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We've improved Slashdot's video section; now you can view our video interviews, product close-ups and site visits with all the usual Slashdot options to comment, share, etc. No more walled garden! It's a work in progress -- we hope you'll check it out (Learn more about the recent updates).

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Comment: Re:Don't forget Firefox Hello! (Score 1) 147

by asa (#49125077) Attached to: Firefox 36 Arrives With Full HTTP/2 Support, New Design For Android Tablets

Videoconferencing from any device on the planet without installing any special software is bloat?

YES, in the same way that every user on the planet would probably want a calculator once in a while but that doesn't mean the browser needs to add one!

Firefox comes with a couple of calculators built in. It has since before it was called Firefox.

Comment: Re:No, you really havent avenged anything. (Score 5, Insightful) 1350

by BZ (#48754721) Attached to: Gunmen Kill 12, Wound 7 At French Magazine HQ

Unfortunately, Stephane Charbonnier is one of the people who were killed in this latest attack. I really hope you're right that Charlie Hebdo will keep going, but it's a lot easier to recover from physical damage to offices than it is from having the staff that make the magazine what it is killed. :(

Comment: Re:What do they spend the money on? (Score 1) 161

by BZ (#48438847) Attached to: Mozilla's 2013 Report: Revenue Up 1% To $314M; 90% From Google

Browsers are pretty complicated, yes. Things like low-latency high-performance VMs, hardware-accelerated video pipelines, plus the details, like actual HTML parsing, CSS layout, a network stack, and so forth. Also, what matters is not just the complication but how fast you're trying to change things, and people are adding new things (flexbox, more complicated CSS layout modes, mode DOM APIs, etc) faster than ever before.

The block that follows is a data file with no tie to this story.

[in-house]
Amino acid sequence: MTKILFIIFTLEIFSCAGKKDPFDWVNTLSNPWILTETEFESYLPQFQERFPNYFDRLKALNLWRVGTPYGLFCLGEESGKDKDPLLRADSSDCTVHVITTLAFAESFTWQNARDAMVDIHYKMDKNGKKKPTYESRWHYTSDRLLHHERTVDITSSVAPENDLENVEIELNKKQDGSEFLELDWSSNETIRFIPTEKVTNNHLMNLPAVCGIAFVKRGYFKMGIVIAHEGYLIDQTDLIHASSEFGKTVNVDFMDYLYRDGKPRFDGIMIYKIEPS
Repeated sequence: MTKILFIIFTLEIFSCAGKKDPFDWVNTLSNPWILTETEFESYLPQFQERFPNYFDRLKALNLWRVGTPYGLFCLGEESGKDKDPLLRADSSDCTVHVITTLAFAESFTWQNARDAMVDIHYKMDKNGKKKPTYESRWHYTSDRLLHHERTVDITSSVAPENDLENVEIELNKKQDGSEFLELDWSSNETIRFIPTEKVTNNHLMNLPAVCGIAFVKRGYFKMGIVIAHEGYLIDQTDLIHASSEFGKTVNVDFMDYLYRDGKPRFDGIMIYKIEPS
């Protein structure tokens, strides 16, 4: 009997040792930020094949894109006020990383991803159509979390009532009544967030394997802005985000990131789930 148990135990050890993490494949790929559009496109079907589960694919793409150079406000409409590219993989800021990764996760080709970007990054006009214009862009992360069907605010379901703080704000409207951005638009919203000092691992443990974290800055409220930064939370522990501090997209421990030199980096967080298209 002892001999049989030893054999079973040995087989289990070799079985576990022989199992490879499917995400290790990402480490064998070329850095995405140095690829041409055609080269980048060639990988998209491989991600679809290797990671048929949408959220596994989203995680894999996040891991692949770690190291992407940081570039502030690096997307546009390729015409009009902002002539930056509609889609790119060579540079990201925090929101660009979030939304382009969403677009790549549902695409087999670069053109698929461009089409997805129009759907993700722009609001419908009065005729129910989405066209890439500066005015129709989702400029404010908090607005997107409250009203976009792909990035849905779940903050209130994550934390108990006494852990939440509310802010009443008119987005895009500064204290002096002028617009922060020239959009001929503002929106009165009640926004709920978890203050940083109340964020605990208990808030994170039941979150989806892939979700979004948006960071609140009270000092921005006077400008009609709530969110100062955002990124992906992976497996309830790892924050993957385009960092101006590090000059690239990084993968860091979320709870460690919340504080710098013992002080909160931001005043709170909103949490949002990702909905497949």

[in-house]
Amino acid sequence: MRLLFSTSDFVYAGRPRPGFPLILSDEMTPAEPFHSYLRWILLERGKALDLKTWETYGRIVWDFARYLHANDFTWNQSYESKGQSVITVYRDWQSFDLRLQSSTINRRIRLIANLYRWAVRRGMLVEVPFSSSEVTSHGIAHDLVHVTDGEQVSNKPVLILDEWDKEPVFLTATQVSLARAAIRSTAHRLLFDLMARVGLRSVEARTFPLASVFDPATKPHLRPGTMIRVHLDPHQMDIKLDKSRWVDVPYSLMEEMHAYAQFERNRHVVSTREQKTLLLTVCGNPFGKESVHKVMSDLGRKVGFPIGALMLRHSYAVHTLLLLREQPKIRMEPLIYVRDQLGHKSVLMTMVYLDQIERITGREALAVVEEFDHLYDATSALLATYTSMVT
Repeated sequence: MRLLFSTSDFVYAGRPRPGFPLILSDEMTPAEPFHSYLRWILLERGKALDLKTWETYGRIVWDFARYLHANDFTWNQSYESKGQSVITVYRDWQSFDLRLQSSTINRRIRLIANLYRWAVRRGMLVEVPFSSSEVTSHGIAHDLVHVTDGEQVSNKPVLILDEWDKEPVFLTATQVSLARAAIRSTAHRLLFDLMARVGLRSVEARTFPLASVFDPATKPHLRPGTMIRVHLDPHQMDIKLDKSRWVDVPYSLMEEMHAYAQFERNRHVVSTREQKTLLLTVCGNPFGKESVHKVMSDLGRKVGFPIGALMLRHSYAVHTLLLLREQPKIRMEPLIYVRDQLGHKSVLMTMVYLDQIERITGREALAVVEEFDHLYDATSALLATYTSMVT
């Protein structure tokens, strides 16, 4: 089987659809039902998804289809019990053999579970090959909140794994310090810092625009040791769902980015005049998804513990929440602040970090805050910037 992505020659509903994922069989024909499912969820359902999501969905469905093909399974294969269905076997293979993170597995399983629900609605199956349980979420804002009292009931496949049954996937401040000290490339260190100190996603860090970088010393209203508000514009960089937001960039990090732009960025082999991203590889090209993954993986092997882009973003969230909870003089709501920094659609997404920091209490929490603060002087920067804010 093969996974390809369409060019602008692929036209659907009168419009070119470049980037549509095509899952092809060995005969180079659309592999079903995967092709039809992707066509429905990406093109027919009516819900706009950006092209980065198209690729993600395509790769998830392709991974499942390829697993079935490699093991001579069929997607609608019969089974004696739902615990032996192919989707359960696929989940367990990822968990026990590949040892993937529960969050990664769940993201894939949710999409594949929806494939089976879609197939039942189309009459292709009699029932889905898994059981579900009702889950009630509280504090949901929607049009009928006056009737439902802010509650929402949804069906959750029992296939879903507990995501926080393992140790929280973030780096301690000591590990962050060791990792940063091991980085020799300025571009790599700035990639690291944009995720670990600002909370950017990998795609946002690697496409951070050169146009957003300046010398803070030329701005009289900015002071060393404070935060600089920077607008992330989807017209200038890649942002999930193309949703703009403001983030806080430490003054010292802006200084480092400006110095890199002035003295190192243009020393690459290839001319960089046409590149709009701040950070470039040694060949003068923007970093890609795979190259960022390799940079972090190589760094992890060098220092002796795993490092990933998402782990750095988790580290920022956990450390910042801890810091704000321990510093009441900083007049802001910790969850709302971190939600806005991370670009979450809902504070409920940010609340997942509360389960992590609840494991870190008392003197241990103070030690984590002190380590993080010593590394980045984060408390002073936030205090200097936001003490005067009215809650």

But also, in addition to a browser Mozilla is working on FirefoxOS, which involves a whole separate bunch of developers, since it's not like the browser developers are writing things like the dialer app for FirefoxOS. Also, you need QA, not just developers.

And yes, Mozilla has 1000-ish employees, for what it's worth.

It's not just Mozilla. If I look at https://www.openhub.net/p/chro... I see on the order of 600 committers with commits in the last month. And that's not even counting whoever is working on the non-open-source parts of Chrome. And not counting, again, QA and so forth.

And the worst part is, this is not a new development. Microsoft had over 1000 people working on IE6 in 1999, according to http://ericsink.com/Browser_Wa...

So yes, browsers, complicated.

Comment: Re:Chrome Soon? FireFox on the other-hand... (Score 1) 67

by BZ (#48415035) Attached to: Chrome 39 Launches With 64-bit Version For Mac OS X and New Developer Features

The "let" keyword is not the same thing as "let blocks" and "let expressions".

The keyword looks like this:

    let x = 5;

and is in ES6. A let block or let expression (neither of which is in ES6) looks like this:

    let (x = 5) alert(x);

so that "x" is only in scope for the duration of the let block. It's syntactic sugar for:

{
    let x = 5;
    alert(x);
}

Comment: Re:Chrome for Android and Safari for iOS? (Score 4, Informative) 74

by BZ (#48350785) Attached to: Mozilla Launches Browser Built For Developers

> So, they're running Android and iOS on your
> computer to run the same binaries as those
> platforms?

No. "They" are allowing you to connect your Android or iOS device to your computer (likely via USB), then debugging the on-device browser using the Firefox debugger running on your computer. That way you're debugging the thing you actually want to debug, but using the same developer tools you're using for your other debugging, and which therefore you're already familiar with.